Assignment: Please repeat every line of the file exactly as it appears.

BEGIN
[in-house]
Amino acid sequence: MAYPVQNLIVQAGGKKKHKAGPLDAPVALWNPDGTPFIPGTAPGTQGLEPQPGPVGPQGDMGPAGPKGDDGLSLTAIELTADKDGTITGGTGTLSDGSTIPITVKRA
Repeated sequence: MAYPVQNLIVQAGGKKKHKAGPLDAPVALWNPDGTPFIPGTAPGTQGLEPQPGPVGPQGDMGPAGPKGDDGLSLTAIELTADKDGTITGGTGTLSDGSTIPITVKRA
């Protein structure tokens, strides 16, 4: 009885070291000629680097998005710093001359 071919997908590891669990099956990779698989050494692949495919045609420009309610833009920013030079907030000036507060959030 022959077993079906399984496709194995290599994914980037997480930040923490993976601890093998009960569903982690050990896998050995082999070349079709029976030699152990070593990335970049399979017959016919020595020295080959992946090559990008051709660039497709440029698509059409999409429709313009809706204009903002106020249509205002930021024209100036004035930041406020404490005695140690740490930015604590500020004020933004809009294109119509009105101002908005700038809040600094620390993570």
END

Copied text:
[in-house]
Amino acid sequence: MAYPVQNLIVQAGGKKKHKAGPLDAPVALWNPDGTPFIPGTAPGTQGLEPQPGPVGPQGDMGPAGPKGDDGLSLTAIELTADKDGTITGGTGTLSDGSTIPITVKRA
Repeated sequence: MAYPVQNLIVQAGGKKKHKAGPLDAPVALWNPDGTPFIPGTAPGTQGLEPQPGPVGPQGDMGPAGPKGDDGLSLTAIELTADKDGTITGGTGTLSDGSTIPITVKRA
């Protein structure tokens, strides 16, 4: 009885070291000629680097998005710093001359 071919997908590891669990099956990779698989050494692949495919045609420009309610833009920013030079907030000036507060959030 022959077993079906399984496709194995290599994914980037997480930040923490993976601890093998009960569903982690050990896998050995082999070349079709029976030699152990070593990335970049399979017959016919020595020295080959992946090559990008051709660039497709440029698509059409999409429709313009809706204009903002106020249509205002930021024209100036004035930041406020404490005695140690740490930015604590500020004020933004809009294109119509009105101002908005700038809040600094620390993570």